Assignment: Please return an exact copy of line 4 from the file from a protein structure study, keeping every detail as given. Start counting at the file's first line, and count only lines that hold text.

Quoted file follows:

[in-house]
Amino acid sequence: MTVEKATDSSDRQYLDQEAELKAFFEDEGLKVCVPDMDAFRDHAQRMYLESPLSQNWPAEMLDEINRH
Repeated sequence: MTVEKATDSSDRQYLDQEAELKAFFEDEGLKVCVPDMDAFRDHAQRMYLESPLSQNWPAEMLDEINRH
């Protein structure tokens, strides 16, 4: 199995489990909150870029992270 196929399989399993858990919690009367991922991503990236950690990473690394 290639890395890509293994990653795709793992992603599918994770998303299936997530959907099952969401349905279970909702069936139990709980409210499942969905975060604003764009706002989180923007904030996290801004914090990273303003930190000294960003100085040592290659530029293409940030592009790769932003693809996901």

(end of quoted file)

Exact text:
């Protein structure tokens, strides 16, 4: 199995489990909150870029992270 196929399989399993858990919690009367991922991503990236950690990473690394 290639890395890509293994990653795709793992992603599918994770998303299936997530959907099952969401349905279970909702069936139990709980409210499942969905975060604003764009706002989180923007904030996290801004914090990273303003930190000294960003100085040592290659530029293409940030592009790769932003693809996901």